Another, independent study of Medicare patients, titled "Dabigatran Associated with Higher Incidence of Major Bleeding vs. Warfarin," was published online November 3, 2014 in JAMA Internal Medicine (and embargoed until 3 pm Central). That study claimed that the "incidence of major bleeding was 9 percent for the dabigatran (Pradaxa) group and 5.9 percent for the warfarin group."

How do two different studies seemingly reach two different conclusions based on the same population? And which study will Boehringer (BI) distribute to docs via its sales reps?

Pharma Guy's insight:


Recall that BI was sanctioned for violating Clauses 2, 9.1, 3.2, 22.1 and 22.2 of the ABPI Code of Practice in 2011. The case originated from a complaint by a "general practitioner" filed with the Prescription Medicines Code of Practice Authority (PMCPA), which oversees the ABPI Code.

The PMCPA "was very concerned about the content of the press release and the briefing material for spokespersons. The [PMCPA] Panel considered that these would in effect encourage members of the public to ask their health professional to prescribe a specific prescription only medicine. The Panel was concerned about the lack of information in a consumer press release relating to side effects."

The news articles written based on BI press materials made some great marketing statements that BI could never make, such as referring to Pradaxa as a "super pill" and a "revolutionary drug." The stories also dissed the competition (warfarin) by referring to it as "rat poison." BI press materials did not refer to warfarin as rat poison and "otherwise made no disparaging remarks about the medicine," said PMCPA, which had no evidence about how warfarin had been described by Boehringer Ingelheim’s spokespersons or at any press conference. Therefore, no breach of the Code was ruled in that regard.

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Running effective webchats

Running effective webchats | Pharmaguy's Insights Into Drug Industry News | Scoop.it
Best practice
  1. Always aim to host the webchat on an independent website: for example a charity, patient group or other relevant organisation. This adds more credibility to the event.
  2. Plan a webchat at least two weeks in advance, in order to promote the event to as many people as possible and ensure there is adequate support for you on the day.
  3. Encourage people to submit questions in advance and have some answers prepared, to publish as soon as the web chat starts.
  4. Aim to answer as many live questions as possible in the allotted time.
  5. Answer questions directly and succinctly (one or two sentences should be enough).
  6. Provide links for further information before and during the chat
  7. Respond to questions in the order in which you receive them.
  8. If two or more questions are broadly the same, it is acceptable to refer the participant to an earlier answer i.e. ‘please see my response to [name here]’.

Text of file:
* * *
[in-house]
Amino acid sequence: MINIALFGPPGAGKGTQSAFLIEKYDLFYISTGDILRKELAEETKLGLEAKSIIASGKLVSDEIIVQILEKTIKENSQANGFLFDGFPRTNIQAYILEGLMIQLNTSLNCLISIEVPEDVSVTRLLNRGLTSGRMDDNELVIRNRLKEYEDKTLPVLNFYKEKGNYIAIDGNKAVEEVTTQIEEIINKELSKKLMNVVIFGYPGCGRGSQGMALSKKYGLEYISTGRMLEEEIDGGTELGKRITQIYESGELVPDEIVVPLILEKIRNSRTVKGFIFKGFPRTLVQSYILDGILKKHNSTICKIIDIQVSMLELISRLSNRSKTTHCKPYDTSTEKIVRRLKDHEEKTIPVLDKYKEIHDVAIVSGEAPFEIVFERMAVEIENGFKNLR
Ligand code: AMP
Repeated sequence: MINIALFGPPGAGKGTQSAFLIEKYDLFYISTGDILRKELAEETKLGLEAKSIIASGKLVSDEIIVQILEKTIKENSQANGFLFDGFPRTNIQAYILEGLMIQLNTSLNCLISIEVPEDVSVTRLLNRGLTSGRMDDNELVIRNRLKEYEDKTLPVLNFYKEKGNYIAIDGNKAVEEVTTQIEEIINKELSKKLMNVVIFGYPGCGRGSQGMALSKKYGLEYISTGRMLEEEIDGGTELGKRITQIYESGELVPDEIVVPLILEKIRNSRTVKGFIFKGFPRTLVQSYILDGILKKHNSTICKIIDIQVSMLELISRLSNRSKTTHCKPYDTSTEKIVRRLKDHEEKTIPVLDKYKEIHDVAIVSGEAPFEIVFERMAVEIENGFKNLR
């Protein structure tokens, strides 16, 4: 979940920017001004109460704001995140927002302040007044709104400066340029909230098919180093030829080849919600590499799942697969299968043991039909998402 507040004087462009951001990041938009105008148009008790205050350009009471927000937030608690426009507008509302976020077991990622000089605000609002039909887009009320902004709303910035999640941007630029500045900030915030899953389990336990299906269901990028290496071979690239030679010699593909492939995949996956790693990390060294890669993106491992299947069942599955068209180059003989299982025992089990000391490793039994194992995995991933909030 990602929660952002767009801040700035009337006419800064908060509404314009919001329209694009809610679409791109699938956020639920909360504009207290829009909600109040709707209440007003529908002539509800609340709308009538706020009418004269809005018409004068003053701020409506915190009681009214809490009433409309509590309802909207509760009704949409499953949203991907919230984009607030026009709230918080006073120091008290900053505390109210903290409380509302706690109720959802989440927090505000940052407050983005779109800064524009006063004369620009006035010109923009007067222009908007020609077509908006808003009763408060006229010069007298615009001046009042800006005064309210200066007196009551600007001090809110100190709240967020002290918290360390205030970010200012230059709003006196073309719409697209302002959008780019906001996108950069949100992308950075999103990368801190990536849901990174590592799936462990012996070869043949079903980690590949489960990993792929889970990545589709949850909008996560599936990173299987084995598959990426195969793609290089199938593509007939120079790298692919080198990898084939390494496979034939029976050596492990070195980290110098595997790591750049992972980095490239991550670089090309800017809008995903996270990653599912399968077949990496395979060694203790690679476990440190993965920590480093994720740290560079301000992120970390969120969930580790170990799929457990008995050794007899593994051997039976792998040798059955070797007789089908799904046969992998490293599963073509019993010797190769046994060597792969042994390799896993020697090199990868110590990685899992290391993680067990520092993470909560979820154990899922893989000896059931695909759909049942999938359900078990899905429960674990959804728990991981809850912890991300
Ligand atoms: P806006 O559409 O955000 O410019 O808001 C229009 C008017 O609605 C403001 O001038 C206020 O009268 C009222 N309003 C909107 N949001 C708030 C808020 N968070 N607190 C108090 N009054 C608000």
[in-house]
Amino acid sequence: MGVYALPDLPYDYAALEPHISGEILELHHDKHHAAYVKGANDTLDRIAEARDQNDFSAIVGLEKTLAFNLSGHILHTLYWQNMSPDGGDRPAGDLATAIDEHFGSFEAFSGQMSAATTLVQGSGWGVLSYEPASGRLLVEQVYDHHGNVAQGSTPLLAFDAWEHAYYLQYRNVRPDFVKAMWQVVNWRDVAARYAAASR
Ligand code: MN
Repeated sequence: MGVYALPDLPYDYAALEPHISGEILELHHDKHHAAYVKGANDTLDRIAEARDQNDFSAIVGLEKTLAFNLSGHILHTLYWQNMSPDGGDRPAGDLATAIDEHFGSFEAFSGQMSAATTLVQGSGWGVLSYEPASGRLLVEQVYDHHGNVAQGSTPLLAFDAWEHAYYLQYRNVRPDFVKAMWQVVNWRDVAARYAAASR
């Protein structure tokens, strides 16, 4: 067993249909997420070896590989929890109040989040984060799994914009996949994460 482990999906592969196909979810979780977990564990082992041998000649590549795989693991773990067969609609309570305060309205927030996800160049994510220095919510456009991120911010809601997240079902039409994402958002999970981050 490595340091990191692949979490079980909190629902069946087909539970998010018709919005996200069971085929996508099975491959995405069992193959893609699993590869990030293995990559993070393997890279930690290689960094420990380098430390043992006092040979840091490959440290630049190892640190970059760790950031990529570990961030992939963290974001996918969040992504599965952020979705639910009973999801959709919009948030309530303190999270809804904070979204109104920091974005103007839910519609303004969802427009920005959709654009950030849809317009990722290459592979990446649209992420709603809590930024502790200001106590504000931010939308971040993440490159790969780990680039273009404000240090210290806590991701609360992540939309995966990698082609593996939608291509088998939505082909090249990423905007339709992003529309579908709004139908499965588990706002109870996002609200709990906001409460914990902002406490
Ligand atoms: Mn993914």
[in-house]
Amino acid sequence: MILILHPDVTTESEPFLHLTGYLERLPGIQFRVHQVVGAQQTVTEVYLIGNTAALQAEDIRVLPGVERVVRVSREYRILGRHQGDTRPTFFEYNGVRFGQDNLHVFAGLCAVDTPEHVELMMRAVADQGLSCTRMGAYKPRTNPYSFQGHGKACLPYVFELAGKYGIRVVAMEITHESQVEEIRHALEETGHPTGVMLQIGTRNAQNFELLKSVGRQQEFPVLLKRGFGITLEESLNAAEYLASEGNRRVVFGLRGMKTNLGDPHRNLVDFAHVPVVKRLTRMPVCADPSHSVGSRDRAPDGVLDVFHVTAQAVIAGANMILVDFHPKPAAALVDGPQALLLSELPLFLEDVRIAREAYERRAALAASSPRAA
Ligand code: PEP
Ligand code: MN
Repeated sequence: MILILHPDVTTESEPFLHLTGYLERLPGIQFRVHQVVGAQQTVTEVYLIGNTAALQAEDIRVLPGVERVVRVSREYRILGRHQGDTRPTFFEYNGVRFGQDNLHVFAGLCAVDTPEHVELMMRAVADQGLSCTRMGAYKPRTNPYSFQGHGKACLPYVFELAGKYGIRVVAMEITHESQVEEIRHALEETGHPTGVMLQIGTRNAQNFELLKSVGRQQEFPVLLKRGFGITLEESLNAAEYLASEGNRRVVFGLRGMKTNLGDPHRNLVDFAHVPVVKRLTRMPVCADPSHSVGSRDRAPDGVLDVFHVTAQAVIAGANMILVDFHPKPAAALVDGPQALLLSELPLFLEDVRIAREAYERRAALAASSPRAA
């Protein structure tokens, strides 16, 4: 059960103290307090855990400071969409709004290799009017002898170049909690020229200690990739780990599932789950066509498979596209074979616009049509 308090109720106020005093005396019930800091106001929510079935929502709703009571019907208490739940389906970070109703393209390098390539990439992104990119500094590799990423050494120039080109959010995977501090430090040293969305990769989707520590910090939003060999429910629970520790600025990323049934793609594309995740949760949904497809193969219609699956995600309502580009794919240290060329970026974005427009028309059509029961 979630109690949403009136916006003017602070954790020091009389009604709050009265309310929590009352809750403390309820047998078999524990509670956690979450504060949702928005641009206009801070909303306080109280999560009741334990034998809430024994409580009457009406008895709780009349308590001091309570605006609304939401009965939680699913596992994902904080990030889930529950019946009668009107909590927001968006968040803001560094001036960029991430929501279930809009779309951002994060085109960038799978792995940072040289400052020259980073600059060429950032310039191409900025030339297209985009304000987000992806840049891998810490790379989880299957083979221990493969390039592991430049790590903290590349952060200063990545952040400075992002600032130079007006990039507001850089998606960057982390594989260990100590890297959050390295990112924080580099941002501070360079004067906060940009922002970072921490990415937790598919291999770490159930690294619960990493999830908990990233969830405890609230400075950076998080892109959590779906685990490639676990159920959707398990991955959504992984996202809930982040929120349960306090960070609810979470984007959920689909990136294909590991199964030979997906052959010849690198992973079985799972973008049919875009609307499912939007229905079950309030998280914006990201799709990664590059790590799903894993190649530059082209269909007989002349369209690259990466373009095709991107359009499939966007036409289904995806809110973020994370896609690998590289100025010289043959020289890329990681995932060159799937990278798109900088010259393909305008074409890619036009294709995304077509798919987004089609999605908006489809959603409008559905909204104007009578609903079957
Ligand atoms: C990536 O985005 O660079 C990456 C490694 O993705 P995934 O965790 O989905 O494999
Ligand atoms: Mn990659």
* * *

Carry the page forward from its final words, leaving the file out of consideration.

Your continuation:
9. Tell participants how they can contact you again after the chat
Pharma Guy's insight:


Compare this to guideline from Boehringer Ingelheim for organizing and running pharma TweetChats: How to Host a Successful Pharma TweetChat


Boehringer Ingelheim (BI) has hosted several disease-specific TweetChats focused on atrial fibrillation, chronic obstructive pulmonary disorder (COPD) and lung cancer. Despite the regulatory challenges posed by such activities, these were all successful, both in terms of delivering value to stakeholders and to BI, while remaining compliant with existing laws and regulations. 

This article reviews BI's "playbook" -- titled "How pharma TweetChats can drive healthcare innovation" -- which provides detailed insights for planning and delivering successful pharma TweetChats.

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Understanding the psychological blocks in medicine-taking: how pharma can help

Understanding the psychological blocks in medicine-taking: how pharma can help | Pharmaguy's Insights Into Drug Industry News | Scoop.it

Medicines adherence remains a massive problem for healthcare systems, the pharmaceutical industry and patients, leading to increased disease burden and personal risks. In this new white paper, Hannah Gagen looks beyond traditional approaches into the psychology behind adherence to understand the real challenges and solutions.

The major focus for the pharmaceutical industry is market access – making sure that novel medicines make it through the clinical and cost barriers to reach patients. But even once this has been surmounted a potentially bigger hurdle exists – adherence. Failing to take medicines as prescribed is expensive for healthcare systems and pharma, plus potentially damaging, or even life-threatening, for patients.

Despite numerous attempts to tackle non-adherence, it remains a significant challenge. But perhaps we are not looking at solutions the right way? Here, Hannah Gagen, from Boehringer Ingelheim, challenges traditional solutions and takes a more in-depth look at the psychological factors behind this problem and how they can inform new approaches that underpin a more collaborative resolution between doctors, patients and the pharmaceutical industry

Read this white paper from Boehringer Ingelheim to understand:

• Key definitions and metrics around medicines non-adherence

• Factors underlying intentional and non-intentional non-adherence

• Expert views on the psychology of adherence

• How pharma needs a new collaborative approach to tackling adherence

Pharma Guy's insight:


As Kevin Dolgin, president of French healthcare company Observia explains, there is still a long way for us to go. He points out that while patient adherence budgets have quadrupled over the past five years (to roughly $1 million on average per product per annum, according to US data), spending on traditional promotional channels are still 30 times higher, as shown in the figure above.


Check this out: 

The Adherence Problem: Are Patients Just Forgetful, or Are They Rebellious?